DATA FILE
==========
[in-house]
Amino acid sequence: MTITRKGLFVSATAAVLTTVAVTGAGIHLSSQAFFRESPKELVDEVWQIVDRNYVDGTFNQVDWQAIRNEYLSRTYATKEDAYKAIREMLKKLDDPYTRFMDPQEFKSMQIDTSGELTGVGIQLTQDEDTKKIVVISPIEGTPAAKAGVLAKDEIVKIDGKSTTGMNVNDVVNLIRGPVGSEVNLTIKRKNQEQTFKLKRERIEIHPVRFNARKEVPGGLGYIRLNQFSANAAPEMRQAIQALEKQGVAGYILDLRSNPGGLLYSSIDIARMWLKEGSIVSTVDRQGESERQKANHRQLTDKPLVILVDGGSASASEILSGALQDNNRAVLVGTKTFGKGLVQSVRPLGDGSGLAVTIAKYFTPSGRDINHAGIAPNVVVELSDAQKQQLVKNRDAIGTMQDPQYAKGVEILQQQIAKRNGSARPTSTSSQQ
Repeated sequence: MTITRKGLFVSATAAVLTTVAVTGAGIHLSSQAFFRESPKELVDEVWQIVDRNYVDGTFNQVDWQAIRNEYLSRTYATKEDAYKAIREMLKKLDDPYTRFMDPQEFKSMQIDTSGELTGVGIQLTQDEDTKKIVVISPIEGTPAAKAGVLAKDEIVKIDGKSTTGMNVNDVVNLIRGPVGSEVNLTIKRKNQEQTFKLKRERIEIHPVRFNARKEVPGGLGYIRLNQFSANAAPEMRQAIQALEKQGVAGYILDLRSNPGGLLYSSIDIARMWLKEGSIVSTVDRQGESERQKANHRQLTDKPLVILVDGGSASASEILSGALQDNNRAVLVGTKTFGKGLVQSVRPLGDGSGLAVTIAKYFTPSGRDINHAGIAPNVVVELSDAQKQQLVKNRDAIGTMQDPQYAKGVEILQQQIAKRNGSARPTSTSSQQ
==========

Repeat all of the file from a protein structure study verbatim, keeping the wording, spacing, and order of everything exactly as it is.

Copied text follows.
[in-house]
Amino acid sequence: MTITRKGLFVSATAAVLTTVAVTGAGIHLSSQAFFRESPKELVDEVWQIVDRNYVDGTFNQVDWQAIRNEYLSRTYATKEDAYKAIREMLKKLDDPYTRFMDPQEFKSMQIDTSGELTGVGIQLTQDEDTKKIVVISPIEGTPAAKAGVLAKDEIVKIDGKSTTGMNVNDVVNLIRGPVGSEVNLTIKRKNQEQTFKLKRERIEIHPVRFNARKEVPGGLGYIRLNQFSANAAPEMRQAIQALEKQGVAGYILDLRSNPGGLLYSSIDIARMWLKEGSIVSTVDRQGESERQKANHRQLTDKPLVILVDGGSASASEILSGALQDNNRAVLVGTKTFGKGLVQSVRPLGDGSGLAVTIAKYFTPSGRDINHAGIAPNVVVELSDAQKQQLVKNRDAIGTMQDPQYAKGVEILQQQIAKRNGSARPTSTSSQQ
Repeated sequence: MTITRKGLFVSATAAVLTTVAVTGAGIHLSSQAFFRESPKELVDEVWQIVDRNYVDGTFNQVDWQAIRNEYLSRTYATKEDAYKAIREMLKKLDDPYTRFMDPQEFKSMQIDTSGELTGVGIQLTQDEDTKKIVVISPIEGTPAAKAGVLAKDEIVKIDGKSTTGMNVNDVVNLIRGPVGSEVNLTIKRKNQEQTFKLKRERIEIHPVRFNARKEVPGGLGYIRLNQFSANAAPEMRQAIQALEKQGVAGYILDLRSNPGGLLYSSIDIARMWLKEGSIVSTVDRQGESERQKANHRQLTDKPLVILVDGGSASASEILSGALQDNNRAVLVGTKTFGKGLVQSVRPLGDGSGLAVTIAKYFTPSGRDINHAGIAPNVVVELSDAQKQQLVKNRDAIGTMQDPQYAKGVEILQQQIAKRNGSARPTSTSSQQ